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Abstract

UHPHT natural glasses are interesting not only to geologists and mineralogists, but also to physicists, chemists, and materials scientists from the point of view of the fundamental problem of the existence of matter under extreme PT-conditions. The specificity of the structure of such materials requires complex study. In this work we used optical, electron and atomic force microscopy, as well as Raman spectroscopy to assess the phase separation in UHPHT glasses of the Kara astrobleme. Their microscopic images show the separation of disordered aluminosilicate and silicate phases, their heterogeneous and partially heterogeneous structure with domain sizes of several tens of nanometers. The revealed highest structural homogeneity at the nanoscale level of UHPHT vein silica impact glasses, compared to high-pressure and low-pressure silica-rich glasses, confirms the specificity of the formation of UHPHT glasses and indicates promising further physical studies of this natural material to analyze the matter at ultra-high pressure conditions.
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... Investigations of impact structures allow the search for new concepts of crater formation on Earth and give useful information about the structure and evolution of the lithosphere, as well as the solution of important issues of the formation of planets in the solar system. Impactites are the result of impact melting of the silicate rocks under high pressure and temperature (see, e.g., Dence, 1971;Golubev et al., 2020;Osinski et al., 2013) and contain glasses and remelted minerals embedded into the matrix. ...
... Therefore, the study of the impact melt rocks and shock metamorphic materials from the impact craters using various spectroscopic and structural techniques is of interest to extract important information about variations of chemical composition, and structural and physical parameters resulting from impact melt rocks formation. For these reasons, various features of different impact melt rocks (impactites and tektites) were studied by chemical analysis, scanning and transmission electron microscopy, Raman spectroscopy, Fourier-transform infrared spectroscopy, X-ray diffraction (XRD), 57 Fe M€ ossbauer spectroscopy, and some other techniques (see, e.g., Bustamante et al., 2005;Ding & Veblen, 2004;Dunlap et al., 1998;Dunlap & McGraw, 2007;Dunlap & Sibley, 2004;Golubev et al., 2019Golubev et al., , 2020Loayza & Cabrejos, 2014;Ostroumov et al., 2002;Shumilova et al., 2018;Verma et al., 2008). ...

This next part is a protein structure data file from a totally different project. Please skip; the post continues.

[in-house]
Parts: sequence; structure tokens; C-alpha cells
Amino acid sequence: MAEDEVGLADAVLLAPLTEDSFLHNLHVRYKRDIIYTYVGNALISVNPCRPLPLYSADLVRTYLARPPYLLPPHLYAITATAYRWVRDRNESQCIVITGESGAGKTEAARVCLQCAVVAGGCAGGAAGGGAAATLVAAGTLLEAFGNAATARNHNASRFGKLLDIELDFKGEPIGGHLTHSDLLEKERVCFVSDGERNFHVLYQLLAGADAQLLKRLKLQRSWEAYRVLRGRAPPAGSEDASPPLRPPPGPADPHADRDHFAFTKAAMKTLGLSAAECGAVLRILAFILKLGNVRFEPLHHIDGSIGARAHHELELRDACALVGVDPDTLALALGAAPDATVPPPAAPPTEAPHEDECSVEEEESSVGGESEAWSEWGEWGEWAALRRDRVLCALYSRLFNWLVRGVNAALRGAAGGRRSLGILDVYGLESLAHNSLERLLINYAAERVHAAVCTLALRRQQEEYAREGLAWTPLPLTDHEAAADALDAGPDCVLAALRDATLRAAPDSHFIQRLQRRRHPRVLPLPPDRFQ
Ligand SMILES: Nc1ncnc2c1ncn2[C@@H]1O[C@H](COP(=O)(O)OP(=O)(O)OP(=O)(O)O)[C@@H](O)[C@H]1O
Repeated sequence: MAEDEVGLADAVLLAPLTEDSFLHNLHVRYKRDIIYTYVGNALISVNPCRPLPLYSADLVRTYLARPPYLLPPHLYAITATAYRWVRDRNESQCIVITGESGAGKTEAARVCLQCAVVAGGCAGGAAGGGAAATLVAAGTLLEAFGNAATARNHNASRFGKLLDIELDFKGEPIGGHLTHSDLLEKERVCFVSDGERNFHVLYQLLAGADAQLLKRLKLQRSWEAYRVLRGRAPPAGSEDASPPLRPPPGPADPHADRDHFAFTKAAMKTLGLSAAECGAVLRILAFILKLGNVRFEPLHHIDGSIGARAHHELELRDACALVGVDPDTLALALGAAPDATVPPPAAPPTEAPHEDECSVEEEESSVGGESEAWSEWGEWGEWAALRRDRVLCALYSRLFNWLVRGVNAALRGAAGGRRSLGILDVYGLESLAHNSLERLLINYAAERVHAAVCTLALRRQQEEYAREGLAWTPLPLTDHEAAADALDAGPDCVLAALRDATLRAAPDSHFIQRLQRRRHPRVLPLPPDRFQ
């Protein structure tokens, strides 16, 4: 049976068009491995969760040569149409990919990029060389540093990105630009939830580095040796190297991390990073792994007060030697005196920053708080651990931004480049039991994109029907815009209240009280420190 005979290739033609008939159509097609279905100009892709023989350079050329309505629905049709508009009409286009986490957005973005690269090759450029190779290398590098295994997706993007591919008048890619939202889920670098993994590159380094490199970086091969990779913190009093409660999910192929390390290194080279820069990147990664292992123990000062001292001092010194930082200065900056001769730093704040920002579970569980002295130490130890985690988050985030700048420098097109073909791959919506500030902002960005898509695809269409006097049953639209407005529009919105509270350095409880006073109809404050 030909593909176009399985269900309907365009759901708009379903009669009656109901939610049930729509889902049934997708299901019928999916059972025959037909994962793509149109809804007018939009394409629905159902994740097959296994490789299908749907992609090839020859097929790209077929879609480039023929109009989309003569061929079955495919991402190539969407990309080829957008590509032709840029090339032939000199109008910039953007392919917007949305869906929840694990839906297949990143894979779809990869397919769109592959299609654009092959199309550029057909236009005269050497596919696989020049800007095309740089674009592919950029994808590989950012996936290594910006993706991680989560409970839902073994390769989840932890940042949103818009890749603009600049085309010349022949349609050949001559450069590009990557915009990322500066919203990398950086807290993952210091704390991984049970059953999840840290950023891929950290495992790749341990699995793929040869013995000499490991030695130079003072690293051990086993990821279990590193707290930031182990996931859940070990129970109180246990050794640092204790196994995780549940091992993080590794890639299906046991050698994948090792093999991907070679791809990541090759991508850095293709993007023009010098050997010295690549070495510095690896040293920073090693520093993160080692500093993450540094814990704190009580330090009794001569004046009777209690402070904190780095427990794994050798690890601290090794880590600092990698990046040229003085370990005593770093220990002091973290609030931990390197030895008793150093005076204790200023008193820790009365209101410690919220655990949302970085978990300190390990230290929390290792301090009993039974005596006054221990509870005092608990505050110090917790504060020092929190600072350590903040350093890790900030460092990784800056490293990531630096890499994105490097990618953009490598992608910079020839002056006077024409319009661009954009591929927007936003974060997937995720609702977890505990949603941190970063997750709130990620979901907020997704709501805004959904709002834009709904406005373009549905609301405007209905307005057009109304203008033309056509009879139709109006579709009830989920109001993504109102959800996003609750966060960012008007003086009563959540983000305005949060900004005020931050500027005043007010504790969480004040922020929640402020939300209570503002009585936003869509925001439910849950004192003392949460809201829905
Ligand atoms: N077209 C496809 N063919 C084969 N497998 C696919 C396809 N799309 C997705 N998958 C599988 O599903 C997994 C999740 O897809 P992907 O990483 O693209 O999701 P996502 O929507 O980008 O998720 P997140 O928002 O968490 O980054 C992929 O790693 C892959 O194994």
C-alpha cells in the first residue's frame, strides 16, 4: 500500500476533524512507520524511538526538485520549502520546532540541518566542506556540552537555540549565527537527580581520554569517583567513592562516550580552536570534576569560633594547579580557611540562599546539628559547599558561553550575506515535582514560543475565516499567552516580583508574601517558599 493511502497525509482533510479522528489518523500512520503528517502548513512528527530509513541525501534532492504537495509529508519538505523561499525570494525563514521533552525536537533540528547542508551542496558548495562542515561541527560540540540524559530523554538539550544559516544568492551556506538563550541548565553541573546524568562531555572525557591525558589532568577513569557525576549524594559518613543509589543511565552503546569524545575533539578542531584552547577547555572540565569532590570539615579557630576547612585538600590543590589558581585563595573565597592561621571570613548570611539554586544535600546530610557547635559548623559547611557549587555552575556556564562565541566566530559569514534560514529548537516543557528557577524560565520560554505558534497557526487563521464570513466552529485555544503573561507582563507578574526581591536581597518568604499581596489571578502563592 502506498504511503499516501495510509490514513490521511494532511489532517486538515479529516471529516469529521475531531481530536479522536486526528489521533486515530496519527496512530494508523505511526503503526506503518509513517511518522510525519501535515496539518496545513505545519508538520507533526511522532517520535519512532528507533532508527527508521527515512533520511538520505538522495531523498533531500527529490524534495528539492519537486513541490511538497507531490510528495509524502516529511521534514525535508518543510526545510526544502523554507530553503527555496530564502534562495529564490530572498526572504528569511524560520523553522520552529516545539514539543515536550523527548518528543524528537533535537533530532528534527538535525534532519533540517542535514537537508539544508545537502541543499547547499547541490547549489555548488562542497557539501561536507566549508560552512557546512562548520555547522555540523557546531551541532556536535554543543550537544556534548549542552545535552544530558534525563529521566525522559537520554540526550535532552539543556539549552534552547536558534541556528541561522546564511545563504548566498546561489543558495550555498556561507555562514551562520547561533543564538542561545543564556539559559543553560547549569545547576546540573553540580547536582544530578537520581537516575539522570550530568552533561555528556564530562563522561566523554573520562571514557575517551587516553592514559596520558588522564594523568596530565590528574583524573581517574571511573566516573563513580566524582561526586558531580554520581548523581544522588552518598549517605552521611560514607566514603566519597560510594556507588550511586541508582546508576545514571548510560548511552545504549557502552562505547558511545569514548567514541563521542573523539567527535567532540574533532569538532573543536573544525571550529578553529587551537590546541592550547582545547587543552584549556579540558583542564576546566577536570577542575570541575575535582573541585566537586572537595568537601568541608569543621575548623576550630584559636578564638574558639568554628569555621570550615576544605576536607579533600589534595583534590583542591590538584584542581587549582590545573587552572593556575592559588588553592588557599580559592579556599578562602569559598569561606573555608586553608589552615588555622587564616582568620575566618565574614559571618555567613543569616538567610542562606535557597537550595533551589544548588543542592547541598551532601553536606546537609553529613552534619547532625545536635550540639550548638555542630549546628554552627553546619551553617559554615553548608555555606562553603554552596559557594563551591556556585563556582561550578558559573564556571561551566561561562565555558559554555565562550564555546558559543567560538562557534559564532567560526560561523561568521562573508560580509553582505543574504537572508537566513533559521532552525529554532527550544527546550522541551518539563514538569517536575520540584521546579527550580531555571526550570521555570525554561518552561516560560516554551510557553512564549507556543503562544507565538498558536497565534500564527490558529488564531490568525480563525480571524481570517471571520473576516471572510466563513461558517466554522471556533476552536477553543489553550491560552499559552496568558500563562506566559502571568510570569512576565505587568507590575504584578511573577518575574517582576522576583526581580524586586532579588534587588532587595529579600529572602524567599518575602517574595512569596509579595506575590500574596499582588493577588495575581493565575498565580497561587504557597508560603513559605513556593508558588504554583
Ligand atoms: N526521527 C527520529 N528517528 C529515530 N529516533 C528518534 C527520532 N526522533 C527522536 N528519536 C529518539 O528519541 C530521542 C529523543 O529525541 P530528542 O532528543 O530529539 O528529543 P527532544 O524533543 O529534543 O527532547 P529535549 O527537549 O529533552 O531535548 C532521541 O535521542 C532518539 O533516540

... A hump at the diffraction pattern in the 2Θ range of 20-40°indicates the presence of an amorphous component in the sample. A similar amorphous halo was observed in the XRD patterns of impact melts from Kara astrobleme and Ries crater (Golubev et al., 2020;Shumilova et al., 2018). Reflections of crystalline phases are visible against the background of the amorphous halo. ...
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Iron‐bearing phases in the impact melt rock (impactite) from Jänisjärvi astrobleme (Karelia, Russian Federation) were studied by optical microscopy, electron probe microanalysis, Raman spectroscopy, X‐ray diffraction, and 57Fe Mössbauer spectroscopy. The phase composition and the contents of elements were determined in the studied impactite. The Raman spectra of cordierite, chamosite, and ilmenite in the impact melt rock were measured and analyzed. The 57Fe Mössbauer spectrum of Jänisjärvi impactite demonstrated the presence of different iron microenvironments in the iron‐bearing phases in the impact melt rock, which were assigned to cordierite; the M1, M2, M3, and M4 sites in chamosite; ilmenite; and ferrihydrite.
... In the Raman spectra of the Kara UHPHT glasses [16], in addition to vibrational bands of the SiO4-framework in the region of 400-800 cm -1 , the stretching band of Si-OH groups (960-970 cm −1 ) and the bands related to the vibrations of SiO4 groups with 1, 2 and 4 non-bridging oxygen atoms (so-called Q 3 , Q 2 and Q 0 units) were identified in the range of 800-1200 cm -1 . Interestingly, in the Raman spectra of aluminosilicate and pure silicate fragments of the Kara glass, the band shapes in the range of 800-1200 cm -1 were almost identical, with a small predominance of Q 2 and Q 3 units over Q 0 in the former and their uniform distribution in the latter. ...
... The discovery of a high concentration of non-bridging oxygen atoms was highly unexpected based on the results [17] used for the interpretation of Raman spectra. In addition, electron microscopic images presented in [13,16] showed the presence of widespread pyroxene (Q 2 ) microcrystallites in the glass matrix. These observations call for further investigation of the polymerization of the UHPHT impact Kara glasses. ...
... UHPHT melt impact glasses were sampled in 2015 and 2017 from impactites of the southern sector of the Kara crater from vein bodies cutting suevite massif ( Figure 1) at the Kara River (Pay-Khoy, Russia) and these are samples KP15-12-115 and KP15-12-118. A preliminary analysis of the structural state of these glasses was carried out using a set of standard mineralogical research methods [13,14,16]. The main feature distinguishing UHPHT melts from clast type glasses and massive melt impactites was found to be the multilevel differentiation of impact melt, including liquation of silicate and aluminosilicate melts and partial silica melt crystallization to UHP SiO2 variety-monocrystalline coesite [13,14]. ...
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